12/11/14

CULTURE SNATCH Visits Mme. Cézanne

SultanetteSeatingChart1Verboten in The Male Harem is the query, “Where have you been?” It smacks of time squandered obsessing over another’s absence that might be better spent doing twenty pushups or slowly sipping a very dry martini.

That said, if you still dare to ask where I’ve been, you obviously haven’t visited CourtneyPrice.com where The Sultanette, along with unveiling juicy tidbits on male maintenance (Inspired by The Sultanette), threw a fantasy dinner featuring infamous rogues alive and dead, as depicted here by the artful Ms. Price.

Frivolous socializing, you say? Think it’s easy to make small talk with Machiavelli or out-snark Roger Sterling? Then there’s The Male Harem risk factor of committing to the companionship of exquisite transients. In that sense, a romantic dinner is not unlike a love affair – or a marriage for that matter. When the stimulating conversation peters out and the clothes that were tossed off in the heat of passion are untangled, we retreat to our separate worlds.

The Sultanette Saturday Night at the Met.Living solo in the company of The Male Harem continues to nourish. But like any behavior not endorsed by the cabal it requires the occasional psychological selfie: How ‘my doing? Does this float? Is it still safe out here? Has the park closed? So when I learned of the exhibit on the portraits of Madame Cézanne, a lifelong intimate outsider in the artist’s world, I hightailed it to The Metropolitan Museum of Art.

The Sultanette revels in the privacy of the Met.On a Saturday night, naturally. The Met is open until 9pm on weekends allowing visitors to actually see what’s on the walls and feel its vastness. Where else in New York City on a Saturday night could you escape cell phones and long lines and see and be seen by no one? After years of this practice, I’m amazed at what a City insider’s treat it remains. I always love spotting the tweeded-out Upper Eastside septuagenarian couple on their Met date, help off for the night.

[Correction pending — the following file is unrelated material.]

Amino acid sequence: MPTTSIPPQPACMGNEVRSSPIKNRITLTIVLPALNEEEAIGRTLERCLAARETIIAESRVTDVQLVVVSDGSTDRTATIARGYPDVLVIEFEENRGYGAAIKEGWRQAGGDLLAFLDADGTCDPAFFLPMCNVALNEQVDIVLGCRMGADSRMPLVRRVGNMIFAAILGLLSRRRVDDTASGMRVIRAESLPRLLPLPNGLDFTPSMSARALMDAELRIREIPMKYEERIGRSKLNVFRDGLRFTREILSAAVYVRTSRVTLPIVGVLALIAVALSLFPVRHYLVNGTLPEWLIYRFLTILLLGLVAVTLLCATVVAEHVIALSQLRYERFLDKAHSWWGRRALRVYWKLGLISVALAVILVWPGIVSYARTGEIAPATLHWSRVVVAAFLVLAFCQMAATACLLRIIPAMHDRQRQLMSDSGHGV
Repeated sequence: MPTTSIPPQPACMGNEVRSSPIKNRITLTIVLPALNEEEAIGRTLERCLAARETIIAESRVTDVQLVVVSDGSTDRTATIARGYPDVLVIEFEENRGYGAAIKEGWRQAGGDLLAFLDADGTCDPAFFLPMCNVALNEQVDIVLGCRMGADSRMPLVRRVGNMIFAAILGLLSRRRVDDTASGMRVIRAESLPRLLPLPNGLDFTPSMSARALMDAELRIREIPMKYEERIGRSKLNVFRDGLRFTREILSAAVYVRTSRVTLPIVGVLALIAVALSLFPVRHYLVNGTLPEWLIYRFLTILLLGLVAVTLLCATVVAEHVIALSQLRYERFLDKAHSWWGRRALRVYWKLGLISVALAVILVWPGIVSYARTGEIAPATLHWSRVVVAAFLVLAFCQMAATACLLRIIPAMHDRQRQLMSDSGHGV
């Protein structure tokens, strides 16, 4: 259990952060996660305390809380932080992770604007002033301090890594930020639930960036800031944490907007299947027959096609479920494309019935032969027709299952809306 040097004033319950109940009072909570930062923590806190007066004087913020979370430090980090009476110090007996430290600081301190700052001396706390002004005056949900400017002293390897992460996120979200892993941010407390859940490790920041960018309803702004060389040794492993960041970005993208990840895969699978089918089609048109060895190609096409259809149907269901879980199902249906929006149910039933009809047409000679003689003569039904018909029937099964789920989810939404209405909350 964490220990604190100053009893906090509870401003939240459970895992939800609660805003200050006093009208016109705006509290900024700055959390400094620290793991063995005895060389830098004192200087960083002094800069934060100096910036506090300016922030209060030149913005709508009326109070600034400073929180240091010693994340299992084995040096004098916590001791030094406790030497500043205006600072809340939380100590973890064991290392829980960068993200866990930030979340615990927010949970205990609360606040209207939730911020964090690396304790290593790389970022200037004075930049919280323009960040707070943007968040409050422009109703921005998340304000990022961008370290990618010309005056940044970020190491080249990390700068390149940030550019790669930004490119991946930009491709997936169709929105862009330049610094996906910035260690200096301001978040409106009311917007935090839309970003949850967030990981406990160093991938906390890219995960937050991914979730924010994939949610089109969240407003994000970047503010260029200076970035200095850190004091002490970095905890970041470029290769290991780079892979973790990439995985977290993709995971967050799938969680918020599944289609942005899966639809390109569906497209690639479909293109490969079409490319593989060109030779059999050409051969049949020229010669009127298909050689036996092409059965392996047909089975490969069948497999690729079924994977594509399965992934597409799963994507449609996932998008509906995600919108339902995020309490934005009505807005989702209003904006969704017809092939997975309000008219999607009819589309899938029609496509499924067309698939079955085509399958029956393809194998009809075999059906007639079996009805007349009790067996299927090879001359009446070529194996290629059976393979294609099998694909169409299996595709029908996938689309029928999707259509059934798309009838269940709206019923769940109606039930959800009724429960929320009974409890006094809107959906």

The Sultanette views the Met holiday tree.Admittedly on this Thanksgiving Saturday there were holiday ogglers at the tree to negotiate. But devoid of schmaltzy canned Christmas tunes the spirit of the season prevailed at the nativity. And speaking of women living outside the line, if the Blessed Virgin couldn’t find more acceptable amenities than a lean-to with manger plus shepherds and three dusty kings for paparazzi, Mother of God!

Photo of Young Woman with Loosened Hair by The Sultanette.Which brings us back to the portraits of Hortense Fiquet, aka Madame Cézanne. The first was painted two years after they met in 1869 when she was nineteen and he was thirty. There is a nubile innocence in this “Young Woman with Loosened Hair” that never reappears.

Between that portrait and the solid gaze in “Portrait of Madame Cézanne in the Conservatory” painted twenty years later she has been his most painted subject. She has also birthed his child, there have been acrimonious separations, a secret marriage, and upon learning of the liaison, Cézanne’s banker father has threatened to disinherit.

The exhibition neatly sums up this “lifelong attachment” in a single sentence, describing the woman who “profoundly influenced [Cézanne’s] portrait practice for more than two decades” as being “not well received by either his family or his friends.” Yet over those twenty years she sat before him, still for hours, letting him pour over her every angle and inflection. Watched. Composed. Made art of.

Photo of Cezanne Red Dress series by The Sultanette.Referring to his red dress paintings from the 1880’s, the show quotes Cézanne, “Only I know how to paint a red.” But Hortense is no Madame X. She neither flirts nor defers to the man who commands her presence. For all the silent and not so silent indignities she must have absorbed, she appears neither broken, self-righteous, nor embittered. Unscathed by the rancor of petty minds she sits, hands folded, eyes fixed on a distant place.

Cezanne sketch book, photo The SultanetteWhat anchored her? Was it knowing that unlike the domineering father and dismissive friends, she had a piece of the artist no one else could touch? That only she had felt those silent hours of undivided attention when Cézanne reached for his deepest passion? With all our clamor for lasting connections, it was enough to immortalize.